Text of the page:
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PERSPECTIVE: Fortifying Election Infrastructure Is Paramount as Midterms Near

The sheer size of U.S. elections puts the entire system at risk. No one can or should expect election personnel to handle these challenges alone.

As we approach the November 8 general election, there is broad consensus across the political spectrum that elections, and by extension democracy, are under siege. Whatever the beliefs, whatever the reality, we can and do protect our elections. Ensuring election integrity requires a sustained effort from all three stakeholder groups: government, election industry business partners and citizens.

Following the 2020 presidential election, the Election Infrastructure Government Coordinating Council (EI-GCC) and the Election Infrastructure Sector Coordinating Council (EI-SCC) executive committees issued the following joint statement: “The November 3rd election was the most secure in American history.”

That didn’t happen by accident.

The statement went on to say that “across the country, election officials are reviewing and double-checking the entire election process prior to finalizing the result.”

The Department of Homeland Security (DHS) and the entire election community are well aware that to rest on its laurels would be a grave mistake, as the threats to elections have actually not abated, but are increasing. The persistent threat environment creates a formidable challenge for election administrators and officials and cannot be underestimated. Election officials commonly say that ensuring the security of all the moving parts of an election – from registration to voting to tabulation – can sometimes feel like playing whack-a-mole. Areas of concern encompass a wide array of points along the election continuum: physical and digital security, maintaining chain of custody, supply chain disruptions, and mis- and disinformation.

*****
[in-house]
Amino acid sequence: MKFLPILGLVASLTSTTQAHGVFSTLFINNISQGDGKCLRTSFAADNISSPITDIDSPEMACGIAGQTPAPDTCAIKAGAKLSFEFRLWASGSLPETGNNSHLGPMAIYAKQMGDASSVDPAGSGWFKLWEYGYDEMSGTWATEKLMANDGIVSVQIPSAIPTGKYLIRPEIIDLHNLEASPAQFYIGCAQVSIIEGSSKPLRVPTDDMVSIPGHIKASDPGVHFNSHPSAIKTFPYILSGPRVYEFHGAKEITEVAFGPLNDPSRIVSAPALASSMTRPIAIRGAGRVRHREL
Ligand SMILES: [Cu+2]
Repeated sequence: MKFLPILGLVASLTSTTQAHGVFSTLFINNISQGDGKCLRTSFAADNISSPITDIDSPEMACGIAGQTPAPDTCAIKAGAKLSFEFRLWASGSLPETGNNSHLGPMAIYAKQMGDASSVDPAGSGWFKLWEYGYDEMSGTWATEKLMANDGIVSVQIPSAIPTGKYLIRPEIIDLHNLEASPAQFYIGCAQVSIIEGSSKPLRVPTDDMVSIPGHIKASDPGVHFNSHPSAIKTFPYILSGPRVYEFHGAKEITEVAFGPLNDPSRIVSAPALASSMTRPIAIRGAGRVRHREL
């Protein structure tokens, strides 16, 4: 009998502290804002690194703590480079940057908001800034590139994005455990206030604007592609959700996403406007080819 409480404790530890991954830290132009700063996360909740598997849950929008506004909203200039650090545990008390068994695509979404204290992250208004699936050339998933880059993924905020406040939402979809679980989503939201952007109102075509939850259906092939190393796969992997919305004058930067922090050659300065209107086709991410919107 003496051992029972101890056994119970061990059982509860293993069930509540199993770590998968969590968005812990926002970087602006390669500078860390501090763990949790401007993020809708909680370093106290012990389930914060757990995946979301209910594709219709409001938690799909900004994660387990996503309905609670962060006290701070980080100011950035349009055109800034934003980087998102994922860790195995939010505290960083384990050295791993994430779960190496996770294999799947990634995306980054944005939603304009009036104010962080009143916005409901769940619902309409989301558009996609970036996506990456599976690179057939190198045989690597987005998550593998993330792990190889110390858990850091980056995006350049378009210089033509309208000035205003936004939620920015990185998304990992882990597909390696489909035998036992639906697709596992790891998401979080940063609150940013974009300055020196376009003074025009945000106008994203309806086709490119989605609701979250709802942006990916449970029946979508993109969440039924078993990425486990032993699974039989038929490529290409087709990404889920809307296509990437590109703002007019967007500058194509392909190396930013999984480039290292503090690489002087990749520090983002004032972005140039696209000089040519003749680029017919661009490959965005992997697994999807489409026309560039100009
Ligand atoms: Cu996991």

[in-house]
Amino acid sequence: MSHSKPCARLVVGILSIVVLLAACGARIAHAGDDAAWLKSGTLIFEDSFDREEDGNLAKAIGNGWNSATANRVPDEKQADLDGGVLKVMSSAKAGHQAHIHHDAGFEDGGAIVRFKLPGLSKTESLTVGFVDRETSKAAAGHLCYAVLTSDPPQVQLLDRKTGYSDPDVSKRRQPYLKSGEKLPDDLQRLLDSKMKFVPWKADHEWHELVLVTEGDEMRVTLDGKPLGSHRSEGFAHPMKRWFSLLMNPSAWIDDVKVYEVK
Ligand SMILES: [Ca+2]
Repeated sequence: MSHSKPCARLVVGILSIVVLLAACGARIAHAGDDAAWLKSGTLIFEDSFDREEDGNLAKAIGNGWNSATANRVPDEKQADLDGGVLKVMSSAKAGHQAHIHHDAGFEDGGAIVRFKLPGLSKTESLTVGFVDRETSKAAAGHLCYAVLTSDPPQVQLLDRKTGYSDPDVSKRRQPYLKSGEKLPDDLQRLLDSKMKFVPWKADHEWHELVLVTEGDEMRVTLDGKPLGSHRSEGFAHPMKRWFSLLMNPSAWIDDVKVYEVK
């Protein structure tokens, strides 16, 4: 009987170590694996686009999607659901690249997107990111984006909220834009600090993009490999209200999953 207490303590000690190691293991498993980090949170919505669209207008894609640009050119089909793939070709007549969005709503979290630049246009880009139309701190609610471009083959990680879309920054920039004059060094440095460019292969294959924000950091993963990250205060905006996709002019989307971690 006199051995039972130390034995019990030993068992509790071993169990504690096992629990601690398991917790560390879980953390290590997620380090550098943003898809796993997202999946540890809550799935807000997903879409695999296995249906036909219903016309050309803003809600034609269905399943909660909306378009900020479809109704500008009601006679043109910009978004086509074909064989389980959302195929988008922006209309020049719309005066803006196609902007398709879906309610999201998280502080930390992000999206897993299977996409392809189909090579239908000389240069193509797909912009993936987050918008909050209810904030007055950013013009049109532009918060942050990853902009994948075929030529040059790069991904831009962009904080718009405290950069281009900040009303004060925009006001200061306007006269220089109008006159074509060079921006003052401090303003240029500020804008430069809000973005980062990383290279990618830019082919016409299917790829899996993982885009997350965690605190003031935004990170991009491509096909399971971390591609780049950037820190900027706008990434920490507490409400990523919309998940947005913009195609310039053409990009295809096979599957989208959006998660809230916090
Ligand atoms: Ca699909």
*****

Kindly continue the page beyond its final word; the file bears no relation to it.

According to the Election Assistance Commission (EAC), the 2020 U.S. elections required more than 132,000 polling places staffed by more than 775,000 poll workers, most of whom are temporary. But election officials consistently report that their elections are underfunded and therefore understaffed, under-trained and under-resourced. This situation, along with the sheer size of U.S. elections, puts the entire system at risk. No one can or should expect election personnel to handle these challenges alone.